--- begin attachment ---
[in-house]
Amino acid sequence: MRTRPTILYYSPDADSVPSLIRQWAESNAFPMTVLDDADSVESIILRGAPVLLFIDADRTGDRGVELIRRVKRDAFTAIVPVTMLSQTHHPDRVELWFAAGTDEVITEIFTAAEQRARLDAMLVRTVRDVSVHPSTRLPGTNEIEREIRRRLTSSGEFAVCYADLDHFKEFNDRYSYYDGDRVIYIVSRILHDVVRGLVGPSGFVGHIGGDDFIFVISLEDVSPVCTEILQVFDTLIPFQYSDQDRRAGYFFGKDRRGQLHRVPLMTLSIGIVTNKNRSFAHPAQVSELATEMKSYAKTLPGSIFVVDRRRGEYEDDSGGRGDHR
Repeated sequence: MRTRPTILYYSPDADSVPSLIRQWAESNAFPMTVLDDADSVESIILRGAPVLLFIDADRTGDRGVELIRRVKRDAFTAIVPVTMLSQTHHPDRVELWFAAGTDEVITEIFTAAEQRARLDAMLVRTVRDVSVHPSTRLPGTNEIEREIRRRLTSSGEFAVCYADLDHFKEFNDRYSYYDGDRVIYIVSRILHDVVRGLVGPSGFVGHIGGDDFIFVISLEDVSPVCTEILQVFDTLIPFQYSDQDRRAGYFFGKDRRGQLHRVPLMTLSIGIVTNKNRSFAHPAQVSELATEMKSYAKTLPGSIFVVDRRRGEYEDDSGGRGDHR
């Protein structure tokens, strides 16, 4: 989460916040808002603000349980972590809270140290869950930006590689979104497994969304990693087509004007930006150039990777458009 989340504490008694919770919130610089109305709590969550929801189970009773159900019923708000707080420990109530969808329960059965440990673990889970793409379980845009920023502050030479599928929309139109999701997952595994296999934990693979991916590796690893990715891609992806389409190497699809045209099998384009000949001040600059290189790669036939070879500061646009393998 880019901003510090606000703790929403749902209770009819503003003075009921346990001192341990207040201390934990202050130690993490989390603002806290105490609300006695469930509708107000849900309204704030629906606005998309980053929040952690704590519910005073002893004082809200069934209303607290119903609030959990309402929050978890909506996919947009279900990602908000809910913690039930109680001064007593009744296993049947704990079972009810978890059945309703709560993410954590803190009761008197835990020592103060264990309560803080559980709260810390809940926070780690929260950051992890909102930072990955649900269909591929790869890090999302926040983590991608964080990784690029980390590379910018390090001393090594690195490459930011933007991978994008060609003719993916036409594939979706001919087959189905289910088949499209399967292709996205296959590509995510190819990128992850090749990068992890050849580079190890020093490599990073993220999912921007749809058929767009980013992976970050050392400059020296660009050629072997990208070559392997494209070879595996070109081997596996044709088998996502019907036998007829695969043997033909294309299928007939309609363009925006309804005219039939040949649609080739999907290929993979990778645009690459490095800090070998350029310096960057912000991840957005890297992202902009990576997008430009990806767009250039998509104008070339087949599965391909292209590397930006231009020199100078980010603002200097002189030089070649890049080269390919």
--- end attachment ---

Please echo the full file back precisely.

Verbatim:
[in-house]
Amino acid sequence: MRTRPTILYYSPDADSVPSLIRQWAESNAFPMTVLDDADSVESIILRGAPVLLFIDADRTGDRGVELIRRVKRDAFTAIVPVTMLSQTHHPDRVELWFAAGTDEVITEIFTAAEQRARLDAMLVRTVRDVSVHPSTRLPGTNEIEREIRRRLTSSGEFAVCYADLDHFKEFNDRYSYYDGDRVIYIVSRILHDVVRGLVGPSGFVGHIGGDDFIFVISLEDVSPVCTEILQVFDTLIPFQYSDQDRRAGYFFGKDRRGQLHRVPLMTLSIGIVTNKNRSFAHPAQVSELATEMKSYAKTLPGSIFVVDRRRGEYEDDSGGRGDHR
Repeated sequence: MRTRPTILYYSPDADSVPSLIRQWAESNAFPMTVLDDADSVESIILRGAPVLLFIDADRTGDRGVELIRRVKRDAFTAIVPVTMLSQTHHPDRVELWFAAGTDEVITEIFTAAEQRARLDAMLVRTVRDVSVHPSTRLPGTNEIEREIRRRLTSSGEFAVCYADLDHFKEFNDRYSYYDGDRVIYIVSRILHDVVRGLVGPSGFVGHIGGDDFIFVISLEDVSPVCTEILQVFDTLIPFQYSDQDRRAGYFFGKDRRGQLHRVPLMTLSIGIVTNKNRSFAHPAQVSELATEMKSYAKTLPGSIFVVDRRRGEYEDDSGGRGDHR
């Protein structure tokens, strides 16, 4: 989460916040808002603000349980972590809270140290869950930006590689979104497994969304990693087509004007930006150039990777458009 989340504490008694919770919130610089109305709590969550929801189970009773159900019923708000707080420990109530969808329960059965440990673990889970793409379980845009920023502050030479599928929309139109999701997952595994296999934990693979991916590796690893990715891609992806389409190497699809045209099998384009000949001040600059290189790669036939070879500061646009393998 880019901003510090606000703790929403749902209770009819503003003075009921346990001192341990207040201390934990202050130690993490989390603002806290105490609300006695469930509708107000849900309204704030629906606005998309980053929040952690704590519910005073002893004082809200069934209303607290119903609030959990309402929050978890909506996919947009279900990602908000809910913690039930109680001064007593009744296993049947704990079972009810978890059945309703709560993410954590803190009761008197835990020592103060264990309560803080559980709260810390809940926070780690929260950051992890909102930072990955649900269909591929790869890090999302926040983590991608964080990784690029980390590379910018390090001393090594690195490459930011933007991978994008060609003719993916036409594939979706001919087959189905289910088949499209399967292709996205296959590509995510190819990128992850090749990068992890050849580079190890020093490599990073993220999912921007749809058929767009980013992976970050050392400059020296660009050629072997990208070559392997494209070879595996070109081997596996044709088998996502019907036998007829695969043997033909294309299928007939309609363009925006309804005219039939040949649609080739999907290929993979990778645009690459490095800090070998350029310096960057912000991840957005890297992202902009990576997008430009990806767009250039998509104008070339087949599965391909292209590397930006231009020199100078980010603002200097002189030089070649890049080269390919």